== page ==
I recently gave a talk at General Assembly about data within civic tech and smart cities for their “Talk Data to Me” speaker series. Here are the slides from that talk. The talk focused on the legacy data project I have been leading with Jennifer Clark.
In the talk, I highlighted the challenge of wrangling legacy open government data (OGD 1) to make it into machine-processable OGD. By wrangling, I mean the processes through which data are made useful by extracting, scraping, manipulating, reformatting, and digesting it, amongst other things. Within the project, I consider a few particular subprocesses of wrangling, such as collection (e.g. identifying the corpus of data from which to pull a subset), extraction and synthesis (e.g. pulling data out of a file and generating any necessary missing data), schematization and normalization (e.g. making the data adhere to an organizational architecture and standard data entry formats), and documentation (e.g. creating metadata, transactional data, information architectures, and so forth).
In the talk, I shared some insights related to collection and extraction with regards to OGD, specifically related to the corpus of budget data from the City of Atlanta. These data are currently released through PDFs and, therefore, hard to make use of in machine-applications. The emphasis of the talk was on the value claim that OGD increases transparency, and I argue that increased transparency is a matter of what question drives the release of data. For the City of Atlanta, the budget OGD effort seems to focus on the question “What did the Atlanta spend year-by-year?” as the main budget OGD portal—the Atlanta Budget Explorer—actually releases audited spending and revenue data from the Comprehensive Annual Financial Review (or CAFR). Another question—the one motivating the legacy data project—is “Did Atlanta city government uphold its budgetary promises each year?” In the latter instance, different data are necessary, namely, budget AND audited spending/revenue data. As such, collection and extraction are motivated by a specific idea of what constitutes transparency (currently: showing what was actually spent), and OGD efforts need to be interrogated beyond their broad value claims.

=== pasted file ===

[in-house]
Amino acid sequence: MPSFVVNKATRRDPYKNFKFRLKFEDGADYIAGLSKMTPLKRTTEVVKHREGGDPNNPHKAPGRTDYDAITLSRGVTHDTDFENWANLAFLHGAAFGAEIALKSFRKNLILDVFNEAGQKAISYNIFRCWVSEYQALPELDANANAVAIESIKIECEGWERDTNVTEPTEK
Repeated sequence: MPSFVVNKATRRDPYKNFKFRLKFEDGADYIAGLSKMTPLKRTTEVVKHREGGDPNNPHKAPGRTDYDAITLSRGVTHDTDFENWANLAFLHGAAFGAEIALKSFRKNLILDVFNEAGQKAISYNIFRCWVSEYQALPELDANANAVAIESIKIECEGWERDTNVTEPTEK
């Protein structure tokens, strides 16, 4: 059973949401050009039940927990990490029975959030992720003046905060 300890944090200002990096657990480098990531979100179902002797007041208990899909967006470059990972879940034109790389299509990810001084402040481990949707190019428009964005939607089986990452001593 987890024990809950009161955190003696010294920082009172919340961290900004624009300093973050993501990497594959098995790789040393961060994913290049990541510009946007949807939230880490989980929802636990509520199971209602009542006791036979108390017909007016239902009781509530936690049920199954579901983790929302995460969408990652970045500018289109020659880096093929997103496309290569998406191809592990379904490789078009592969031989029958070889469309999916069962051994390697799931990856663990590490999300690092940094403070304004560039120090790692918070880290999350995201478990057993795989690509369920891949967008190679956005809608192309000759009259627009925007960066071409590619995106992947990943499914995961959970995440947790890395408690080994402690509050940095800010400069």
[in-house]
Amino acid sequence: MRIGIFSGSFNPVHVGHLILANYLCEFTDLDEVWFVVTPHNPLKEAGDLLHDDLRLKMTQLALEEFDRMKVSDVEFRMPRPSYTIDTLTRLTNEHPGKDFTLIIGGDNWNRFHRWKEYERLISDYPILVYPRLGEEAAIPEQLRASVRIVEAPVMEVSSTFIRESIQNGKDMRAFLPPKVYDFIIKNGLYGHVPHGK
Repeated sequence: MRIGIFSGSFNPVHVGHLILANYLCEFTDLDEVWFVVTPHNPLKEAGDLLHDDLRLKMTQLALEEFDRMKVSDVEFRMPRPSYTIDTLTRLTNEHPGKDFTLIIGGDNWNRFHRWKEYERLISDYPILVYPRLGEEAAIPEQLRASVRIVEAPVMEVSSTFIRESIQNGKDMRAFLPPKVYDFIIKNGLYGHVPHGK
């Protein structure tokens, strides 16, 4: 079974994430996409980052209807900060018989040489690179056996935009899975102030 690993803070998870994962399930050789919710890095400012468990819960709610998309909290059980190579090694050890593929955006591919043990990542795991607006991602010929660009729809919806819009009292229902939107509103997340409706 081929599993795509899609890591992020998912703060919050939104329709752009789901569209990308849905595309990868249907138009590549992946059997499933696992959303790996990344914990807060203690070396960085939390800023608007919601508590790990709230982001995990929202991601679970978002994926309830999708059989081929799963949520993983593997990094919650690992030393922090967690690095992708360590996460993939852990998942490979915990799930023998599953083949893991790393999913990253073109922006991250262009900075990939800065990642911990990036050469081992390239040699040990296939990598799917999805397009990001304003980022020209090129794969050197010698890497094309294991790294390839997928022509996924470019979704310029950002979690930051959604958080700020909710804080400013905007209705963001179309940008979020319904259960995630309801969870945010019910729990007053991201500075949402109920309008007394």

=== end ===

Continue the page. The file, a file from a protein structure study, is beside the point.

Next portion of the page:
Open data are defined “as non-privacy-restricted and non-confidential data which is [sic] produced with public money and is [sic] made avail- able without any restrictions on its usage or distribution. […] Data can be provided by public and private organizations, as the essence is that the data is [sic] funded by public money.” (Janssen et al. 2012) Open government data, or OGD, are those open data produced specifically by government institutions in their transactions as government institutions.
Citation: Janssen, Marijn, Yannis Charalabidis, and Anneke Zuiderwijk. 2012. “Benefits, Adoption Barriers and Myths of Open Data and Open Government.” Information Systems Management 29 (4): 258–268. ↩